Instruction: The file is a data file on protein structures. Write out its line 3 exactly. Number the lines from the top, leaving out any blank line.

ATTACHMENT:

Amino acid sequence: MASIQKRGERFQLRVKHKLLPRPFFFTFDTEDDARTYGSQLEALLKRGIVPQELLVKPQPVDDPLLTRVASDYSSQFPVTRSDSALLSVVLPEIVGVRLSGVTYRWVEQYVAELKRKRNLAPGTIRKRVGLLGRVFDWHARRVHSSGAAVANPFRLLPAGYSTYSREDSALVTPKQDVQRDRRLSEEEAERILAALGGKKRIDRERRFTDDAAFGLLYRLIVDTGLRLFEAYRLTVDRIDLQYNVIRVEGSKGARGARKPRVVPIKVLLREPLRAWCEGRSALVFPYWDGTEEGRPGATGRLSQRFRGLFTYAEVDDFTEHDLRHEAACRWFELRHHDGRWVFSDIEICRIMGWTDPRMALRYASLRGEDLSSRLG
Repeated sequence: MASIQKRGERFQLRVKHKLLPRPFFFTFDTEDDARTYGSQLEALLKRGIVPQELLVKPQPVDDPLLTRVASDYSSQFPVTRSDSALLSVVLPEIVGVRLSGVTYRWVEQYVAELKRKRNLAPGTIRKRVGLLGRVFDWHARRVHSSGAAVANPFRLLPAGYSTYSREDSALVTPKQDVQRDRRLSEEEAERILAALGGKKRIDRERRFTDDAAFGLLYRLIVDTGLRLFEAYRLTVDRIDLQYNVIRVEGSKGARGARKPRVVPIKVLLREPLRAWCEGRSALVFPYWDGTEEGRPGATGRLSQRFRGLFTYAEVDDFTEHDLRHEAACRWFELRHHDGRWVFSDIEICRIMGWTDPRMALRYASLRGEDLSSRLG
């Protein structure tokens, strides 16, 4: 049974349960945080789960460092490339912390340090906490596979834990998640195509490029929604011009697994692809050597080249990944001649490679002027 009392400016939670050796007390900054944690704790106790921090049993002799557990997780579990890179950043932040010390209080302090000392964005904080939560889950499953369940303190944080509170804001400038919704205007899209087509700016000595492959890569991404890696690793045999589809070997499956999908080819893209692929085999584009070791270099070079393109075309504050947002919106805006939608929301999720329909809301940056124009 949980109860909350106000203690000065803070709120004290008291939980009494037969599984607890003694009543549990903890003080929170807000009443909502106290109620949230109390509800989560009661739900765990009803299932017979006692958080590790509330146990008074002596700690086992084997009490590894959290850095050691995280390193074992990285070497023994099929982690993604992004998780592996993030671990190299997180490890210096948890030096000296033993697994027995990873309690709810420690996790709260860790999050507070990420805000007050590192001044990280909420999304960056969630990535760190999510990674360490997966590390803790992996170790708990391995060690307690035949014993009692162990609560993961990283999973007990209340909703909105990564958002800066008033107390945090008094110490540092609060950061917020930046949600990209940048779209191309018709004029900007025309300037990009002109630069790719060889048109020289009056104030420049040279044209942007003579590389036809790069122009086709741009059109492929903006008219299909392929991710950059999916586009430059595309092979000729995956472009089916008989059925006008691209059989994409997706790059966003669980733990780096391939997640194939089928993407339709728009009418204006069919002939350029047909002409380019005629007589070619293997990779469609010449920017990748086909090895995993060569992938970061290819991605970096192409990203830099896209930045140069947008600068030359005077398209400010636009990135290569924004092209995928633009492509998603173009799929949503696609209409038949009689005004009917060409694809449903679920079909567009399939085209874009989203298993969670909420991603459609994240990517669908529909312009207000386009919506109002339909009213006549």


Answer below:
């Protein structure tokens, strides 16, 4: 049974349960945080789960460092490339912390340090906490596979834990998640195509490029929604011009697994692809050597080249990944001649490679002027 009392400016939670050796007390900054944690704790106790921090049993002799557990997780579990890179950043932040010390209080302090000392964005904080939560889950499953369940303190944080509170804001400038919704205007899209087509700016000595492959890569991404890696690793045999589809070997499956999908080819893209692929085999584009070791270099070079393109075309504050947002919106805006939608929301999720329909809301940056124009 949980109860909350106000203690000065803070709120004290008291939980009494037969599984607890003694009543549990903890003080929170807000009443909502106290109620949230109390509800989560009661739900765990009803299932017979006692958080590790509330146990008074002596700690086992084997009490590894959290850095050691995280390193074992990285070497023994099929982690993604992004998780592996993030671990190299997180490890210096948890030096000296033993697994027995990873309690709810420690996790709260860790999050507070990420805000007050590192001044990280909420999304960056969630990535760190999510990674360490997966590390803790992996170790708990391995060690307690035949014993009692162990609560993961990283999973007990209340909703909105990564958002800066008033107390945090008094110490540092609060950061917020930046949600990209940048779209191309018709004029900007025309300037990009002109630069790719060889048109020289009056104030420049040279044209942007003579590389036809790069122009086709741009059109492929903006008219299909392929991710950059999916586009430059595309092979000729995956472009089916008989059925006008691209059989994409997706790059966003669980733990780096391939997640194939089928993407339709728009009418204006069919002939350029047909002409380019005629007589070619293997990779469609010449920017990748086909090895995993060569992938970061290819991605970096192409990203830099896209930045140069947008600068030359005077398209400010636009990135290569924004092209995928633009492509998603173009799929949503696609209409038949009689005004009917060409694809449903679920079909567009399939085209874009989203298993969670909420991603459609994240990517669908529909312009207000386009919506109002339909009213006549």